“We are working on behalf of the county, and there’s always a chance there can be an accident,” said Grosskopf. Noting that the coroner is eligible and commissioners are not, Grosskopf asked, “Why? Is he out in the field more than the county commissioners?”

Coe is sponsoring a bill to make the county employees eligible for the coverage, with Peterson, Rep. Sam Krone, R-Cody, Rep. Dan Laursen, R-Powell, and Rep. David Northrup, R-Powell, among the bill’s co-sponsors.

“It’s one of those bills that’s going to take some political courage to step up and do,” Peterson said in December, explaining that it might look like “we’re putting a feather in our own cap.”

The Wyoming Department of Workforce Services estimates that, at current salary rates, adding the coverage to the other elected county officials will cost the counties around $250,800 a year. For Park County, it would cost around $12,700 per year.

Along the same lines, counties are also looking for some state help on health insurance, wanting the opportunity to have their county employees pay into and be covered under the state’s pool.

“We need options. As county government, it’s getting more and more expensive,” Harvey said. One county, he said, can’t afford to insure its employees.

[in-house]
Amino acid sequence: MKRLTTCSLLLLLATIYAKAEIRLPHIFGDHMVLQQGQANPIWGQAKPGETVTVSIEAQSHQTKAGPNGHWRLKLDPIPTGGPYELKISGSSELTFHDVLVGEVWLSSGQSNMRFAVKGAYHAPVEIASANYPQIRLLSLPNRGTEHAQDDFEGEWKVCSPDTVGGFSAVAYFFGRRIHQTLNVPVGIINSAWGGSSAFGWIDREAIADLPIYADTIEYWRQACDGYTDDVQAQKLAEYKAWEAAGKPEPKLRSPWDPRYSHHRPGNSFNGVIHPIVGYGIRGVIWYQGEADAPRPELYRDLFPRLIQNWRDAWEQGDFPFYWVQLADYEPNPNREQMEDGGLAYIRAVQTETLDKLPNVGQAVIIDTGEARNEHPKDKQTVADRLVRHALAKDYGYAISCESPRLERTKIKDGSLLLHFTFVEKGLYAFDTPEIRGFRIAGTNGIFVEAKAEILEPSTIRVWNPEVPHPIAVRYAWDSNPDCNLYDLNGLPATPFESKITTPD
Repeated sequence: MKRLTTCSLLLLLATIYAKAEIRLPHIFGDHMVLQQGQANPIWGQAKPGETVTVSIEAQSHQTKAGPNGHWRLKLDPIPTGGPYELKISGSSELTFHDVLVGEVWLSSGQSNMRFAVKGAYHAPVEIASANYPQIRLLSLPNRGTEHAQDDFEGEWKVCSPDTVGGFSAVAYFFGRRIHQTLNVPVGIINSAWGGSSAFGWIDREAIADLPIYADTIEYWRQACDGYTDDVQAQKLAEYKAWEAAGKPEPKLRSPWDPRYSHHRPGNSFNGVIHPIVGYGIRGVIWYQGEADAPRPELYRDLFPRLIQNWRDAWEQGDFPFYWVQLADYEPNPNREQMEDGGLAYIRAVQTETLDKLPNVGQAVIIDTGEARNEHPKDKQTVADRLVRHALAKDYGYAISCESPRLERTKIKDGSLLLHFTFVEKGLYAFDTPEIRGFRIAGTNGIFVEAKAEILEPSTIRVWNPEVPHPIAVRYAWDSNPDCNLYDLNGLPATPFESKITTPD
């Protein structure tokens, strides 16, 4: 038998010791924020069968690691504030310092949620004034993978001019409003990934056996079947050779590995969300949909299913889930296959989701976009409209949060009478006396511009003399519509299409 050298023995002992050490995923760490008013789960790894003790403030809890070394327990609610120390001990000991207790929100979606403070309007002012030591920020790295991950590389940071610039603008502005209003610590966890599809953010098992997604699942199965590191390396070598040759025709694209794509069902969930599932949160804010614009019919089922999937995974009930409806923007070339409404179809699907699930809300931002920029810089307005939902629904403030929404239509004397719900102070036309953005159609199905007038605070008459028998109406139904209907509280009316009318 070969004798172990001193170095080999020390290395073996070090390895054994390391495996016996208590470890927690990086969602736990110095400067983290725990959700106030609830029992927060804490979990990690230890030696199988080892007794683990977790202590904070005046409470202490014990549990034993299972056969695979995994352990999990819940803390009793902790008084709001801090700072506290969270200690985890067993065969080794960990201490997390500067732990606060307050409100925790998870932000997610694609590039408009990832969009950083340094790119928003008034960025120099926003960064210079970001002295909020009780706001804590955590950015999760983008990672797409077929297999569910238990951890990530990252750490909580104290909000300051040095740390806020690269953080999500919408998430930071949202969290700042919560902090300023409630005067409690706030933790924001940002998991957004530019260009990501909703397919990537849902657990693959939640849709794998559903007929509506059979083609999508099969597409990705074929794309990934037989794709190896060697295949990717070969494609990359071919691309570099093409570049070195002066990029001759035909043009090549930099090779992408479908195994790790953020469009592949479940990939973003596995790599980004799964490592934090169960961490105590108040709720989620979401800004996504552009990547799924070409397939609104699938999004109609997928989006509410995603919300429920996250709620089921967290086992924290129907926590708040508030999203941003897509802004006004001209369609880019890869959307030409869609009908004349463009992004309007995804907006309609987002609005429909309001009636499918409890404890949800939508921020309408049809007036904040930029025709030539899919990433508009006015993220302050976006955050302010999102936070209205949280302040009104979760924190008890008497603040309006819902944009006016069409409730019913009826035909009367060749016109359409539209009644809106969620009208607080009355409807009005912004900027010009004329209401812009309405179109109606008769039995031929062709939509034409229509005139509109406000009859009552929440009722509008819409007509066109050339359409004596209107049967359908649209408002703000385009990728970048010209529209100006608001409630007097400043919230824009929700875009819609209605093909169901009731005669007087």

“I think there should be more money sent back to the counties. It’s the county’s money that’s sent to the state,” said Park County Commissioner Tim French.

Harvey didn’t know how many counties would choose to join the state’s plan, but he said if nothing else, the option would give the counties better leverage when talking to insurance companies.

The state gave school districts the option to join years ago and, “if you allowed the schools to come in, why not the counties?” asked Grosskopf.

Peterson warned that being a part of the state insurance system might “remove one more arrow from your quiver” when counties come asking for state money, saying lawmakers’ reply might be, “The state’s helping you out with your insurance.”

“It’s an arrow we’d gladly give up,” said Hall.

Fellow Park County Commissioner Joe Tilden also asked the lawmakers to support a bill that would allow free access to the undeveloped portions of Buffalo Bill State Park on the South Fork. Park administrators recently began charging for access in the area.

“It’s very important to us in Park County ... because it’s just not right,” Tilden said.

Krone is sponsoring a bill that would give the state parks director the ability to waive fees in certain areas.

Park, Big Horn, Hot Springs and Washakie county commissioners plan to further lobby the Big Horn Basin’s lawmakers at a dinner they’re hosting Wednesday night at the Little America Hotel in Cheyenne.

The tab for the annual dinner averages around $600 and is split between the four counties. It’s a chance for commissioners to get lawmakers’ undivided attention and commissioners have said it’s worthwhile.

Park County Commissioner French — who’s taken ribbing from fellow commissioners for voting against the dinner contract in the past — “abstained” from voting when it came up at the commission’s Dec. 16 meeting. Abstentions are typically only used for conflicts of interest.